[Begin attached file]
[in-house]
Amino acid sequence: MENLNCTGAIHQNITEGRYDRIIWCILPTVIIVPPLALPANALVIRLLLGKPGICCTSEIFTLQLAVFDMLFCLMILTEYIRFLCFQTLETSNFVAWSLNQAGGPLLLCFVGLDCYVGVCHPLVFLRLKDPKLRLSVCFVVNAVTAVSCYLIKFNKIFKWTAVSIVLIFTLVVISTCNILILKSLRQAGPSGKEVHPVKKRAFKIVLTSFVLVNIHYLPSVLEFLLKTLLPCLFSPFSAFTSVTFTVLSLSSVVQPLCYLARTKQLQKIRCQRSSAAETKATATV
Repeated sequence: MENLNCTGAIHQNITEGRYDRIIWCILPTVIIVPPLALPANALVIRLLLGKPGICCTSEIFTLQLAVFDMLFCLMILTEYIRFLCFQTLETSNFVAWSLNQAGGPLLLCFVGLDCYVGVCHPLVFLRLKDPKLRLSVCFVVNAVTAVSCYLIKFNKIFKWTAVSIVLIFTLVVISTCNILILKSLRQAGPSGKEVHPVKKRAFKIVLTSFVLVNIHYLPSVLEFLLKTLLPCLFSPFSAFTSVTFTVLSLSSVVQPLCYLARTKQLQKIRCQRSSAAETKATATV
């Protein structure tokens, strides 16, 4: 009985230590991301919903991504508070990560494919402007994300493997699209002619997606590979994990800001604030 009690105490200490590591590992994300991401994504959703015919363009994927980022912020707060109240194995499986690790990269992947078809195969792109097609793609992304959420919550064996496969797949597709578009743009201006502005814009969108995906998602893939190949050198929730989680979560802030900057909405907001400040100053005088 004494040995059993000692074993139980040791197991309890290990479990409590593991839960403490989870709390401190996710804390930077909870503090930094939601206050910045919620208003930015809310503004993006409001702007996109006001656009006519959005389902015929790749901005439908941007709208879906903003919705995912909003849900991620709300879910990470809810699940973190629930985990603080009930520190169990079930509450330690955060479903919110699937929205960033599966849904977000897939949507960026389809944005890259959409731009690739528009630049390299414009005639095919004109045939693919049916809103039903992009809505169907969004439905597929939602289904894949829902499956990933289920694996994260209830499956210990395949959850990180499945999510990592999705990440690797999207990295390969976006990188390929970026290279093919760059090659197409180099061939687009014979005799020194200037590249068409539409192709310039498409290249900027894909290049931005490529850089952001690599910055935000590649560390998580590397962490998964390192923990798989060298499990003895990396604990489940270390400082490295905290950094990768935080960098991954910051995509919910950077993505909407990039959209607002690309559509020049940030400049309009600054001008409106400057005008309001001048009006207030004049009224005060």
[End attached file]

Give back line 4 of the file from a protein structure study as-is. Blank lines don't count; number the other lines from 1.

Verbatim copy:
């Protein structure tokens, strides 16, 4: 009985230590991301919903991504508070990560494919402007994300493997699209002619997606590979994990800001604030 009690105490200490590591590992994300991401994504959703015919363009994927980022912020707060109240194995499986690790990269992947078809195969792109097609793609992304959420919550064996496969797949597709578009743009201006502005814009969108995906998602893939190949050198929730989680979560802030900057909405907001400040100053005088 004494040995059993000692074993139980040791197991309890290990479990409590593991839960403490989870709390401190996710804390930077909870503090930094939601206050910045919620208003930015809310503004993006409001702007996109006001656009006519959005389902015929790749901005439908941007709208879906903003919705995912909003849900991620709300879910990470809810699940973190629930985990603080009930520190169990079930509450330690955060479903919110699937929205960033599966849904977000897939949507960026389809944005890259959409731009690739528009630049390299414009005639095919004109045939693919049916809103039903992009809505169907969004439905597929939602289904894949829902499956990933289920694996994260209830499956210990395949959850990180499945999510990592999705990440690797999207990295390969976006990188390929970026290279093919760059090659197409180099061939687009014979005799020194200037590249068409539409192709310039498409290249900027894909290049931005490529850089952001690599910055935000590649560390998580590397962490998964390192923990798989060298499990003895990396604990489940270390400082490295905290950094990768935080960098991954910051995509919910950077993505909407990039959209607002690309559509020049940030400049309009600054001008409106400057005008309001001048009006207030004049009224005060």